SOUTH GATE OF THE ROMAN CASTRUM
After the occupation of Dacia by the armies of emperor Trajan, one of the Roman legions, the 13th Gemina, was brought on the territory of the city that was to receive the name Apulum. After a first phase in which the legion built a wooden castrum, the construction of a stone castrum followed, during the reign of emperor Hadrian, castra stativa (permanent castrum) which suffered different modifications under the following emperors. The fortificatgion was built by means of massive parallelepiped stone blocks (opus quadratum), extracted from the Apoita and Ighiu quarries, about 10 km north west from Alba Iulia. The plan of the castrum respected the pattern used since the republican era for such constructions, with a rectangular shape (of approximative 430 x 480 m in Apulum) and a gate on each side, as follows: Porta Praetoria, main gate placed in the middle of the eastern side; Porta Decumana, placed in the middle of the opposite side, the western omne; Porta Principalis Sinistra, on the northern side but at two thirds distance towards east; Porta Principalis dextrs, placed symmetrically in front of the sinistra, on the southern side.
This gate on the right, Dextra, is the only one that was preserved, although the remained vestiges show us just a small part of the ancient aspect and about a third part of its elevation from 18 centuries ago.
The gate itself is flanked by two massive rectangular towers that were over 8 meters high. The opening of the gate is 12,35 m, having in the middle a pillar that marks two entries. The walls, on each side, were 7 m high and 2 m thick with a foundation of over 2 m. In front of the gate there was a wide moat, about 5-6 m deep, shaped as a reverse trapeze. Beyond the gate, the civil settlement began, several constructions from that period being identified in that area.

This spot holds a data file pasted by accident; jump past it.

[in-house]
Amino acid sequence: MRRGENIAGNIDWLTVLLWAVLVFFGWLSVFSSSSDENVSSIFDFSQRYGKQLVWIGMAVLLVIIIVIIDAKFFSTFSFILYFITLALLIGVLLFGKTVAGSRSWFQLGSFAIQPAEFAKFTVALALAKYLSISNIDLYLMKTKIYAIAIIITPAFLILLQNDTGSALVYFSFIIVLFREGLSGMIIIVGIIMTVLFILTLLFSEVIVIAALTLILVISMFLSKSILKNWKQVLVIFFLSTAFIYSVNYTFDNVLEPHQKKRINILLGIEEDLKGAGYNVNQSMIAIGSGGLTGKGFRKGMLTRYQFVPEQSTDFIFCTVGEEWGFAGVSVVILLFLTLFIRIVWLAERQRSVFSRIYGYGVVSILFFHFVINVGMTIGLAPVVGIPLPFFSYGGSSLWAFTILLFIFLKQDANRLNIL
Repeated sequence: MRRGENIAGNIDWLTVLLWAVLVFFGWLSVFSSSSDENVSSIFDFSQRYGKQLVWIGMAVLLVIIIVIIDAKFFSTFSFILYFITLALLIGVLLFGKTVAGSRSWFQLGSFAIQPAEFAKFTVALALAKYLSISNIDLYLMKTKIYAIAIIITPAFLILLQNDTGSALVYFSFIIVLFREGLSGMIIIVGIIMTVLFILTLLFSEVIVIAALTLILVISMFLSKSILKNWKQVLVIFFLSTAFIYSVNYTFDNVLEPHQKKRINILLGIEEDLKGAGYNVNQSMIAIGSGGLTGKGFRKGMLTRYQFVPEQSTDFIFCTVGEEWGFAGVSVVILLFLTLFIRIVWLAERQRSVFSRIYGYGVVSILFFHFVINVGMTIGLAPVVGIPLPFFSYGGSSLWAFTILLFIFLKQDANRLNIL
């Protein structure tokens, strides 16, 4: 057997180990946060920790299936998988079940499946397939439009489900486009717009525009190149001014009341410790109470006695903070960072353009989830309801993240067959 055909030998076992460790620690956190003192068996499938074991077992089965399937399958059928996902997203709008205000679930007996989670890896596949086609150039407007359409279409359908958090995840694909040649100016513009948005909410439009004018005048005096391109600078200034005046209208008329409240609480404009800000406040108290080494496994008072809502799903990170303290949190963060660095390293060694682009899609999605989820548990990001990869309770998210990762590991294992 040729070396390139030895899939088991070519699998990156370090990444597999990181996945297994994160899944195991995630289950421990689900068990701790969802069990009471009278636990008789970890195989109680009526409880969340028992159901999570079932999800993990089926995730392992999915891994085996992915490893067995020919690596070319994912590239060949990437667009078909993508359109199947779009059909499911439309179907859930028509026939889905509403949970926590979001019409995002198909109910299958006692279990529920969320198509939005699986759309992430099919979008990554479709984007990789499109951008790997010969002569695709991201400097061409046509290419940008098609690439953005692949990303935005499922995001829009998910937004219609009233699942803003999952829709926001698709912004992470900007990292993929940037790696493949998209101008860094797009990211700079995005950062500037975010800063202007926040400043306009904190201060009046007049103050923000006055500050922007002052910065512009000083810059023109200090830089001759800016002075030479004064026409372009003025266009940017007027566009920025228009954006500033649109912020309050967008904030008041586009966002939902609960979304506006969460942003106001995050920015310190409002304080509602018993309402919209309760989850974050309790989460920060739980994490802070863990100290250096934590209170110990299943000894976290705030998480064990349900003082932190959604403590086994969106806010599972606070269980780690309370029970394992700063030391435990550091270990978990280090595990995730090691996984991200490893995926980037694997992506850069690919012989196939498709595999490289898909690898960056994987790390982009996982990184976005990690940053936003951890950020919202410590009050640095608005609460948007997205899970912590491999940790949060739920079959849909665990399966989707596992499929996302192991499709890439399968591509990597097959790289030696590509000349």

Being placed in an area unoccupied by other constructions, the gate was, for a long period of time, the best and the most researched sector of the Roman Castrum. A small part of the gate was restored in order to offer the visitors a more coherent image of the monument; the new stone blocks are easy to identify according to their whiter color.
Scientific consultant: Tudor Roșu, PhD historian
Translation made by: Ciprian Dobra, PR expert
The most visible trace of the Apulum Castrum is the gate on the southern side named Porta principalis dextra. It is the only one of the four gates of the rectangular castrum that was preserved until nowadays.
The monument, of a great importance for the ancient history of the Romanian space, is highlighted inside the Three Fortifications Tour, arranged in the southern and south-eastern side of the Alba Carolina Citadel.
The vestiges present us only a small part of the former aspect of the gate and about a third of its 1880 years elevation. Nevertheless, it is a living testimony of the Roman civilization in this area and is about a flourishing period of the ancient Apulum.
Porta Principalis Dextra belongs to the double gates category and in the past it was limited by two over massive towers of 8 meters in height. The walls on each side of the gate were about 7 meters in height and 2 meters thick.
What was beyond the south gate of the castrum? The civil settlement began here. As a proof we have the traces of the constructions from those times brought to light by the archaeologists.
In order to offer the Romanian and foreign visitors an image of the gate as coherent as possible, the restoration team recomposed elegantly a wall using stone blocks from almost two millennia ago and new ones, easy to identify because of their much whiter color. In other words, they brought in front of the visitors a palpable testimony of the settlement in Apulum built by the 13th Legion Gemina that remained in Dacia during the entire period of the Roman occupation.